The Manhattan Beach Community Group celebrated 75 years of service to the neighborhood Wednesday night with a ceremony full of awards, recognitions, rousing speeches, and food. The event, held at PS 195, was also an opportunity for the group to reflect on successes of the past and look to the future.
President Judy Baron, who was reelected to serve another term, began the meeting by describing the group’s activities over the last year, which included advocating for improvements to Manhattan Beach Park, coordinating with police, and fighting against the mayor’s controversial zoning proposals for the neighborhood. She also highlighted the group’s prodding of government agencies to speed work in making the community more resilient in case of another Sandy.
“Everyone in this room knows that we never want to be in another Sandy-type weather event,” Baron said. “The most important thing is that nothing is more important than fixing the problem of keeping the water out of Manhattan Beach and Sheepshead Bay and everybody else who was devastated by this storm.”
Baron directed special criticism towards Governor Cuomo’s $700 million NY Rising program, established to help fund resiliency projects in Sandy-affected communities.
“It’s been a very difficult journey to work with the state officials,” she said of NY Rising. “Those of us that have gone to the meetings believe that they are dragging their feet. And it can’t continue because they can’t wait and we can’t wait because the next storm could come.”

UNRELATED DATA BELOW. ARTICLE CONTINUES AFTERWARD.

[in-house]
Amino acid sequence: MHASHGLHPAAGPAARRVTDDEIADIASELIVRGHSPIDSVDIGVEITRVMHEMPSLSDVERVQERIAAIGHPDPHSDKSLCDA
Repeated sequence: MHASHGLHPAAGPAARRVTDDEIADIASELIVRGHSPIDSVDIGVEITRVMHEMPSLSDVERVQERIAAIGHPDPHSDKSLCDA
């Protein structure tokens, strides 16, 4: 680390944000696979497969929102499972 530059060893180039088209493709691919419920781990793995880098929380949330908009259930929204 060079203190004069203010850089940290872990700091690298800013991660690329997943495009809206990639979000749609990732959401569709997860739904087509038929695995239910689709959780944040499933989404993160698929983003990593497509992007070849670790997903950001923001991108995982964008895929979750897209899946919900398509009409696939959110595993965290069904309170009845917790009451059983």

The event drew City Councilman Chaim Deutsch, Assemblyman Steven Cymbrowitz, and Senator Martin Golden, as well as representatives for Comptroller Scott Stringer and Congressman Hakeem Jeffries. The elected officials swore in the group’s newly elected officers, president, and board of directors.
Deutsch took the opportunity to inform the audience about two bills he had introduced in the city council, including one that would provide a 10 percent tax reeducation for homeowners who see their flood insurance premiums rise as a result of changes proposed by FEMA. Another bill introduced by the councilman would mandate that police email drivers an accident report with in 48 hours of a crash.
“We all get into small, slight accidents every once in a while. And we know how difficult it is to get an accident report,” he said.
Cymbrowitz presented the Manhattan Beach Community Group with a New York State Assembly citation recognizing the organization’s good work during the year. He also commented on the recent corruption conviction of the Assembly’s former speaker, Sheldon Silver, and promised to support reforms in Albany.
“As a member of the Assembly, it sickens me that this is going on,” Cymbrowitz said of the scandals in the state capital. “There are many issues that we will need to deal with this coming session and we are going to put differences aside and make sure that we resolve them and move quickly to deal with the ethics issues that have come up.”
Golden passed out several awards to people in attendance and gave a brief speech wishing everyone a happy holiday season.
The Manhattan Beach Community Group also gave out its own awards, many of which were named in honor of past group presidents. Three members of the Parks Department were also recognized for maintaining Manhattan Beach Park.
After the ceremony, the guests moved to the school’s cafeteria to enjoy a bountiful dessert and beverage table.
While standing near the dessert table Baron told us that the group has a big project planned during the next year, which will involve digging through the archives of Kingsborough Community College and Brooklyn College to unearth old pictures and other historical treasures of Manhattan Beach. She said they are working find ways of making those documents accessible to the community.